A case in point was an article I came across about the design of the new headquarters for the National Oceanic and Atmospheric Administration by Thom Mayne of Morphosis. Much of the article discusses the tension between the satellite center's users and the architect's bold vision. Making a practical building was already quite a challenge, but containing a soaring budget had become almost impossible when the federal government chose Mayne to design their edifices. Mr. Mayne appears to have no qualms, stating:"Why waste money on public buildings? Well, what else are you going to do to represent a culture?" He then goes on to equate the cost of his buildings with the amount of money the government spends on the Iraq war per hour, so as to avoid evaluating the cost of his project in absolute terms. By describing the cost of his projects in terms of how the same money could be spent on a war is an open declaration of Mr. Mayne's political values and an honest expression of where he thinks government funds should go. Far be it for a state to perform its most fundamental role (defend property from outside enemies) or achieve critical goals in ensuring a stable balance of power around the globe; rather, it should be spending unlimited sums on unnecessary architectural monuments to bloated government bureaucracy.

To this day I still remember statements made in a blog post at BLDGBLOG, one of the largest architecture blogs around. In writing about the development of a brand-new city by the communist chinese government that will implement to the most green technologies. It was apparent that Geoff Manaugh was awe-struck by the shear scale and ambition of the project, and that this somehow shoud shame Americans in trying to supersede it by launching an even more technically superior city built and designed from scratch. Manaugh writes,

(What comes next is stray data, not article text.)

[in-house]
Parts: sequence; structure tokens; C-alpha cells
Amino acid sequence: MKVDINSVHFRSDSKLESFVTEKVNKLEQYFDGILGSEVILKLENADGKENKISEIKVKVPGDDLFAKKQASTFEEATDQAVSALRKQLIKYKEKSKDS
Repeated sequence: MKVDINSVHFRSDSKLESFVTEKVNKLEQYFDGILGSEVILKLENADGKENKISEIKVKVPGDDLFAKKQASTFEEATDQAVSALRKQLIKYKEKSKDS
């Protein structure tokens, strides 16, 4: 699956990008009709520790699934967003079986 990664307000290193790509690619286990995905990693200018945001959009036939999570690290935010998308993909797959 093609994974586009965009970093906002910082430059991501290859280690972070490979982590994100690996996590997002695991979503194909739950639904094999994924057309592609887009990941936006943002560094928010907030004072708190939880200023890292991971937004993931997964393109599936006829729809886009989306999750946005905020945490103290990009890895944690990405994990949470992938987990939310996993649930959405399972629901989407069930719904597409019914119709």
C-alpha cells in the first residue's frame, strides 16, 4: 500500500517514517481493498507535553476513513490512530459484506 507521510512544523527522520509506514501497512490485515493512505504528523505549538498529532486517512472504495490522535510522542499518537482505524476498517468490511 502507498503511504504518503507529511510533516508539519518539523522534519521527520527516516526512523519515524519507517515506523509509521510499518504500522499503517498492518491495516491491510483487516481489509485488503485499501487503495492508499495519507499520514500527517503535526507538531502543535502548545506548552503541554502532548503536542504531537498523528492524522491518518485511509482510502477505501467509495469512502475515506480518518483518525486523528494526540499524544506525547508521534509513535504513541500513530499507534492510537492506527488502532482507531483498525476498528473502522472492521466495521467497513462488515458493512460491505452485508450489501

"Compare that to the hum-drum initiatives under discussion now to rebuild New Orleans, and you can't help but conclude that the United States is in such an advanced state of structural decrepitude and urban-imaginative bankruptcy that opening up a few branches of CVS or a Ross Dress For Less somehow passes for successful urbanism."

Although building brand new communities at the small scale is an American tradition, building humongous planned cities by marshalling unlimited amounts of cheap and abused labor and discouraging the rights of private property owners is not in our cultural DNA. Somehow it is imaginatively bankrupt to foster a loose and decentralized blueprint that ensures maximum mobility and flexibility, but it is successful urbanism to dredge up Corbusian fantasies a la chinoise, a fantasy that requires tremendous amounts of state coercion and the inefficient acquisition of economic resources by the state that would have been more productively used by private enterprise.